MI5 chief says Pakistan-linked al-Qaida threat to UK is not yet over

January 7th, 2009 - 1:27 pm ICT by ANI  

London, Jan.7 (ANI): With three out of four al-Qaida and Islamist-related terrorist attacks in Britain having a Pakistan link, the head of Britains MI5 intelligence service, Jonathan Evans has warned that while the threat of this terror network has diminished, it would be naive to think that it is over.
In a report, The Telegraph quotes Evans as saying that potential jihadists have in the recent past made their way to Pakistan, Iraq, Afghanistan and Somalia) by circuitous routes to receive training from Islamic militant outfits.
“There is no super highway. Lots of little lanes will get there,” Evans said.
He also played down any idea that the terrorists who attacked Mumbai in November had links to Britain.
“Alarming statements” had been made, but MI5 had not found “any connections of national security significance to the UK,” he said. Evans said that what the MI5 is very concerned about is the “upsurge” in plots by dissident republicans with sophisticated booby-trap bombs aimed at police officers.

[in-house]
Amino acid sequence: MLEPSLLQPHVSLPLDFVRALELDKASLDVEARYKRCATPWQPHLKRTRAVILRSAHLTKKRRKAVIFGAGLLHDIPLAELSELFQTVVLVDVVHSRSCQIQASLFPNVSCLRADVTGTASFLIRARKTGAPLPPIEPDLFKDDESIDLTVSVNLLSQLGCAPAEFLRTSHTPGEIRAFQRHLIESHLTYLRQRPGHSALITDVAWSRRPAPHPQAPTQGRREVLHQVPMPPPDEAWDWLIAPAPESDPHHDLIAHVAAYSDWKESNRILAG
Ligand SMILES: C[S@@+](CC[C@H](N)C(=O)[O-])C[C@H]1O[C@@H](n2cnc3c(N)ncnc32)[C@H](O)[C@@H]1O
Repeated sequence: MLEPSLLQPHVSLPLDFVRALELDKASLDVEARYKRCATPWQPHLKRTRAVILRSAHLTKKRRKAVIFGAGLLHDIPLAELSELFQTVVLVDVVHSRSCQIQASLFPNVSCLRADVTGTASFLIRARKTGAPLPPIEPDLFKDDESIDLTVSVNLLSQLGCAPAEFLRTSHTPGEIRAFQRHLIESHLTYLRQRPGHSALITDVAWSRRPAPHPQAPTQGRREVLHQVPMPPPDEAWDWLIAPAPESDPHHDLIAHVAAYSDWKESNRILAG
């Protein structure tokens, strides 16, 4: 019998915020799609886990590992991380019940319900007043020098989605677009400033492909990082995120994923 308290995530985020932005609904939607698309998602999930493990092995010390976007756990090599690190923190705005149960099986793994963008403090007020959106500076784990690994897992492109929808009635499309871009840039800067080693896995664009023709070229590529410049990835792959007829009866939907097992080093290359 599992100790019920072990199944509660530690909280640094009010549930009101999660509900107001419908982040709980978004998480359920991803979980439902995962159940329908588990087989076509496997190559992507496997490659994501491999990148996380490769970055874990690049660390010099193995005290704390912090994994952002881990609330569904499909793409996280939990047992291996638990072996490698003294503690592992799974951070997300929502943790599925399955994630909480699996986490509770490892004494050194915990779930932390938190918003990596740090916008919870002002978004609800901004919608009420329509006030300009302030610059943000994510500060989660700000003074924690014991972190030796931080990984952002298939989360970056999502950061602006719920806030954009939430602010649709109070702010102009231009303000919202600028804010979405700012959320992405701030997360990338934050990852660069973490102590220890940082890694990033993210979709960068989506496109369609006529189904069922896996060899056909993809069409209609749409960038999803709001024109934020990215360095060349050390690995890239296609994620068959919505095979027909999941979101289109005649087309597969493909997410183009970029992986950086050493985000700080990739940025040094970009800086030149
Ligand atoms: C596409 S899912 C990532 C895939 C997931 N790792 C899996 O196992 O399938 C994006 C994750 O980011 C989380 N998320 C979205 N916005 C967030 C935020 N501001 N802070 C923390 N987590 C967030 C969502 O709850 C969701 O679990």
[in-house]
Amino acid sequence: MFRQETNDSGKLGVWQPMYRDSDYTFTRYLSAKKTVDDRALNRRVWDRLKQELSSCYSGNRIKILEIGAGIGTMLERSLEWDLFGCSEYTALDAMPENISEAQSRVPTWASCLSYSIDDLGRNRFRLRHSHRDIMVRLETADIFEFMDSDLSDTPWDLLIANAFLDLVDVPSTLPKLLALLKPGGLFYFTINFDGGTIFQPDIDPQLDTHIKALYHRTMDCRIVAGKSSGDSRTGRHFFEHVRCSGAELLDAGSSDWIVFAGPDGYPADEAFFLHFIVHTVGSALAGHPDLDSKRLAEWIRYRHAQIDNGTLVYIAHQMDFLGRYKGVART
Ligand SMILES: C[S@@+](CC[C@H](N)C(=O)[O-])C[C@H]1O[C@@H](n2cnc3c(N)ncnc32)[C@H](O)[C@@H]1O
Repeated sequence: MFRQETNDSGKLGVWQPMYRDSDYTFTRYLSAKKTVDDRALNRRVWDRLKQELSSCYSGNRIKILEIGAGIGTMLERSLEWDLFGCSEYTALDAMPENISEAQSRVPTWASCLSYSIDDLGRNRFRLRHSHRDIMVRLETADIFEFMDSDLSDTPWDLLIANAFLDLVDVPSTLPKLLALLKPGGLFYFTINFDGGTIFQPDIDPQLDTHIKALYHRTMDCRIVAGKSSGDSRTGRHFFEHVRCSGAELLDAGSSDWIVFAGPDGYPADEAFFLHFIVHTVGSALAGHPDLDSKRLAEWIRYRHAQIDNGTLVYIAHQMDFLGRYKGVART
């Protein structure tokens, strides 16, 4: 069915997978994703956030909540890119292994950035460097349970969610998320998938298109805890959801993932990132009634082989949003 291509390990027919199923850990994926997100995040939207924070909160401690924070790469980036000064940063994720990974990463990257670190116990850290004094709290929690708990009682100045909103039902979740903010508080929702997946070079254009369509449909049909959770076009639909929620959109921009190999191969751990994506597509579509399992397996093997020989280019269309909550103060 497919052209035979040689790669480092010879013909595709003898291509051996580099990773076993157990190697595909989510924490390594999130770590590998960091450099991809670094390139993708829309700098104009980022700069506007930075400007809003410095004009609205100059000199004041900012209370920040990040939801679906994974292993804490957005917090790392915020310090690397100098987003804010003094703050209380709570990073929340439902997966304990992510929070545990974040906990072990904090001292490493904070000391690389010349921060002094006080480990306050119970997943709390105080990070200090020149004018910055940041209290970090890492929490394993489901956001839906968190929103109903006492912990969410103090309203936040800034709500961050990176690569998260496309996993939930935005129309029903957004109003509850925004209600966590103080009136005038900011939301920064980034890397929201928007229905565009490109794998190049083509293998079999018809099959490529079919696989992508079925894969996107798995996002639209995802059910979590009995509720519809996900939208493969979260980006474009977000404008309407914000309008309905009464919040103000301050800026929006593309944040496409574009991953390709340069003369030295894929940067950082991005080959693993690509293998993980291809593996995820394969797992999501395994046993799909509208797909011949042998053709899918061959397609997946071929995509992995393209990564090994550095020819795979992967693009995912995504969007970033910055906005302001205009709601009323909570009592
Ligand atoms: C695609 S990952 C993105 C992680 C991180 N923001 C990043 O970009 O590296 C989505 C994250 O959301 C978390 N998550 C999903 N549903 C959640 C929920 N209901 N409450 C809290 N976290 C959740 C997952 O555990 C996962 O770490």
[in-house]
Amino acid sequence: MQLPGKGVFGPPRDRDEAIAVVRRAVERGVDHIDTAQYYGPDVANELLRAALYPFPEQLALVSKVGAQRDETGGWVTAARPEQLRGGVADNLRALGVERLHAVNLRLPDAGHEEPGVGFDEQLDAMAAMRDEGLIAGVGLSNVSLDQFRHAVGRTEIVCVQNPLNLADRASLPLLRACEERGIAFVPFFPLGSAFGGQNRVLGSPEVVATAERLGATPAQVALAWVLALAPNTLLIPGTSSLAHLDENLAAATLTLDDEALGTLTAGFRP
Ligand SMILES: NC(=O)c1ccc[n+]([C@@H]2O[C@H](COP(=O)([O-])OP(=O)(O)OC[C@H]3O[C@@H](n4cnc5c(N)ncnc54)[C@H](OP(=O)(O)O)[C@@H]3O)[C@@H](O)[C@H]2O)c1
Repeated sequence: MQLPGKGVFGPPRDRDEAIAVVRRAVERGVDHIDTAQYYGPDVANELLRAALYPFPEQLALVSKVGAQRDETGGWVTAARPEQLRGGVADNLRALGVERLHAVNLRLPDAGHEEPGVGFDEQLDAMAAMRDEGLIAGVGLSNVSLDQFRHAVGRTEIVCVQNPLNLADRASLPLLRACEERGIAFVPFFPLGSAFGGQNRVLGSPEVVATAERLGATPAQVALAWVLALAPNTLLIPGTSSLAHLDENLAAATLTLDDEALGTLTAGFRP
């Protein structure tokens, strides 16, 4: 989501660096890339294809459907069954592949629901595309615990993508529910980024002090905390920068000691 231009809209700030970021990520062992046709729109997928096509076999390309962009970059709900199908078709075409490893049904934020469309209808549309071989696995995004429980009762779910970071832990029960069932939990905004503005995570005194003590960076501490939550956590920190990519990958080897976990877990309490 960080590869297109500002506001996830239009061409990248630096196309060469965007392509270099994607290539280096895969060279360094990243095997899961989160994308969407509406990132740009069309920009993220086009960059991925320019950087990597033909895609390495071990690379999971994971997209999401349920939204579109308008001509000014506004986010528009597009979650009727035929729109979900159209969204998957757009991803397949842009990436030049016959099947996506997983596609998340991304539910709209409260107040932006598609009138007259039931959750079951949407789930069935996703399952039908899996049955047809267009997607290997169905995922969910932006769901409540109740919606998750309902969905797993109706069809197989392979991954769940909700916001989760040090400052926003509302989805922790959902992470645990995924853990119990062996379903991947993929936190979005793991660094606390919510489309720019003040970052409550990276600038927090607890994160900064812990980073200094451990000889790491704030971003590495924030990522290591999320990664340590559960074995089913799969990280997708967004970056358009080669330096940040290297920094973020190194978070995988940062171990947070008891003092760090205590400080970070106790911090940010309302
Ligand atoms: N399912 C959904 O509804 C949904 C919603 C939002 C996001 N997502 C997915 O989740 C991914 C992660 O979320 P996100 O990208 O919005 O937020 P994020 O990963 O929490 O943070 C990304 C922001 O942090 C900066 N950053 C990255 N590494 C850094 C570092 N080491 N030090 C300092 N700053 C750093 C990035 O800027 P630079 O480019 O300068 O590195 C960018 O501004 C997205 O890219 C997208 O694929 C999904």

He claimed that the London Olympic Games in 2012 was a potential target, but added that any real threat to the event was more likely to come from extremists already known to MI5, rather than any dedicated team established to target the games.
Evans warned that al-Qaida leaders still intend to mount an attack, and that there are individuals in Britain able to do so.
In a first newspaper interview by a serving MI5 director general, Evans warns that:
Israeli attacks on Gaza give extremists in Britain more ideological ammunition.
The Afghan conflict and its outcome has a “direct impact” on UK domestic security.The international economic crisis could affect Britain’’s security.
Dissident republican groups in Northern Ireland are a growing threat.
Not getting access to emails and data on internet sites would be detrimental to national security.
Speaking on the centenary of the establishment of MI5, Evans said his agency believes “core-al Qaida”, the leadership based on Pakistan’’s north-west frontier, retains a strategic interest in carrying out attacks in the UK, using British nationals or residents.
He also pointed out to 86 successful prosecutions in terror trials since January 2007.
Evans predicted that the Israeli invasion of Gaza would see “extremists try to radicalise individuals for their own purposes”. (ANI)

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